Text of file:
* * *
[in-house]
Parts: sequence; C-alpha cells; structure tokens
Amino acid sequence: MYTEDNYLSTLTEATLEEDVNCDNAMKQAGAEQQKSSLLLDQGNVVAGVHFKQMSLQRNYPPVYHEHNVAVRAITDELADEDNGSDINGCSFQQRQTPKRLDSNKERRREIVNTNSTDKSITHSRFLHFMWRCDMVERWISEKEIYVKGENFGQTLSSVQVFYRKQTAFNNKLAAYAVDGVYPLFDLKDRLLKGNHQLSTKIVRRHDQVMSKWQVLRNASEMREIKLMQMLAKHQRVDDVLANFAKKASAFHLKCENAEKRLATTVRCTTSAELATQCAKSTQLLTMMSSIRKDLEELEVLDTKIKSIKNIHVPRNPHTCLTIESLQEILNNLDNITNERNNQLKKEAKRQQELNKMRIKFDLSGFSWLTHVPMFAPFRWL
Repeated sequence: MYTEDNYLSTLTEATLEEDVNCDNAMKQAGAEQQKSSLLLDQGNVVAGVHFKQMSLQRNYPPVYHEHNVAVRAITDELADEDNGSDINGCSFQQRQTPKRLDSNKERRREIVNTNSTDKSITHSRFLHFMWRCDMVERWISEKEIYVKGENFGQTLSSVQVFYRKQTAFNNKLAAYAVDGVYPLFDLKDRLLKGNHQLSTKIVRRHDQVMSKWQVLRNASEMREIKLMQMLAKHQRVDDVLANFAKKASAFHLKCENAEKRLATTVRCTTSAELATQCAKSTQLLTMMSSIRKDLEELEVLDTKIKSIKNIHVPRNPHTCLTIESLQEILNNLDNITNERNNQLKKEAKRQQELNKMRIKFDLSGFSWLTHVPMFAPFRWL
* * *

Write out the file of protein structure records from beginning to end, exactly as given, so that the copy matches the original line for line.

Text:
[in-house]
Parts: sequence; C-alpha cells; structure tokens
Amino acid sequence: MYTEDNYLSTLTEATLEEDVNCDNAMKQAGAEQQKSSLLLDQGNVVAGVHFKQMSLQRNYPPVYHEHNVAVRAITDELADEDNGSDINGCSFQQRQTPKRLDSNKERRREIVNTNSTDKSITHSRFLHFMWRCDMVERWISEKEIYVKGENFGQTLSSVQVFYRKQTAFNNKLAAYAVDGVYPLFDLKDRLLKGNHQLSTKIVRRHDQVMSKWQVLRNASEMREIKLMQMLAKHQRVDDVLANFAKKASAFHLKCENAEKRLATTVRCTTSAELATQCAKSTQLLTMMSSIRKDLEELEVLDTKIKSIKNIHVPRNPHTCLTIESLQEILNNLDNITNERNNQLKKEAKRQQELNKMRIKFDLSGFSWLTHVPMFAPFRWL
Repeated sequence: MYTEDNYLSTLTEATLEEDVNCDNAMKQAGAEQQKSSLLLDQGNVVAGVHFKQMSLQRNYPPVYHEHNVAVRAITDELADEDNGSDINGCSFQQRQTPKRLDSNKERRREIVNTNSTDKSITHSRFLHFMWRCDMVERWISEKEIYVKGENFGQTLSSVQVFYRKQTAFNNKLAAYAVDGVYPLFDLKDRLLKGNHQLSTKIVRRHDQVMSKWQVLRNASEMREIKLMQMLAKHQRVDDVLANFAKKASAFHLKCENAEKRLATTVRCTTSAELATQCAKSTQLLTMMSSIRKDLEELEVLDTKIKSIKNIHVPRNPHTCLTIESLQEILNNLDNITNERNNQLKKEAKRQQELNKMRIKFDLSGFSWLTHVPMFAPFRWL